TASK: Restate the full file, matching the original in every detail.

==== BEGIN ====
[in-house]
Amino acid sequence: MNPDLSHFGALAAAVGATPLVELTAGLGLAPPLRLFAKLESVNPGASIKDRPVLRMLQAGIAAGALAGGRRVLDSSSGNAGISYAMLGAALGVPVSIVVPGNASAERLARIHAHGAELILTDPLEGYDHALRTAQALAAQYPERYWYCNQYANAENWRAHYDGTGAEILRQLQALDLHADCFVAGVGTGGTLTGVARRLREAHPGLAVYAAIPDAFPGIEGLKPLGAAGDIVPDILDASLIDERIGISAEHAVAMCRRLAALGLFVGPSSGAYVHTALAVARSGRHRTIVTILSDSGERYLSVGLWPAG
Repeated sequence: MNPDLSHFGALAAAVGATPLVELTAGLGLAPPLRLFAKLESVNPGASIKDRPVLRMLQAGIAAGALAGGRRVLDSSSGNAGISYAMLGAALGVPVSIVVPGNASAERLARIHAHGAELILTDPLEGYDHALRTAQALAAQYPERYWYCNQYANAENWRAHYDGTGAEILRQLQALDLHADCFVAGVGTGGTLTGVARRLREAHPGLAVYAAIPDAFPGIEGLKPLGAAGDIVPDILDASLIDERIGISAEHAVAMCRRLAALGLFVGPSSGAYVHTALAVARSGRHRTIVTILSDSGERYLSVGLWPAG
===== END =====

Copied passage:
[in-house]
Amino acid sequence: MNPDLSHFGALAAAVGATPLVELTAGLGLAPPLRLFAKLESVNPGASIKDRPVLRMLQAGIAAGALAGGRRVLDSSSGNAGISYAMLGAALGVPVSIVVPGNASAERLARIHAHGAELILTDPLEGYDHALRTAQALAAQYPERYWYCNQYANAENWRAHYDGTGAEILRQLQALDLHADCFVAGVGTGGTLTGVARRLREAHPGLAVYAAIPDAFPGIEGLKPLGAAGDIVPDILDASLIDERIGISAEHAVAMCRRLAALGLFVGPSSGAYVHTALAVARSGRHRTIVTILSDSGERYLSVGLWPAG
Repeated sequence: MNPDLSHFGALAAAVGATPLVELTAGLGLAPPLRLFAKLESVNPGASIKDRPVLRMLQAGIAAGALAGGRRVLDSSSGNAGISYAMLGAALGVPVSIVVPGNASAERLARIHAHGAELILTDPLEGYDHALRTAQALAAQYPERYWYCNQYANAENWRAHYDGTGAEILRQLQALDLHADCFVAGVGTGGTLTGVARRLREAHPGLAVYAAIPDAFPGIEGLKPLGAAGDIVPDILDASLIDERIGISAEHAVAMCRRLAALGLFVGPSSGAYVHTALAVARSGRHRTIVTILSDSGERYLSVGLWPAG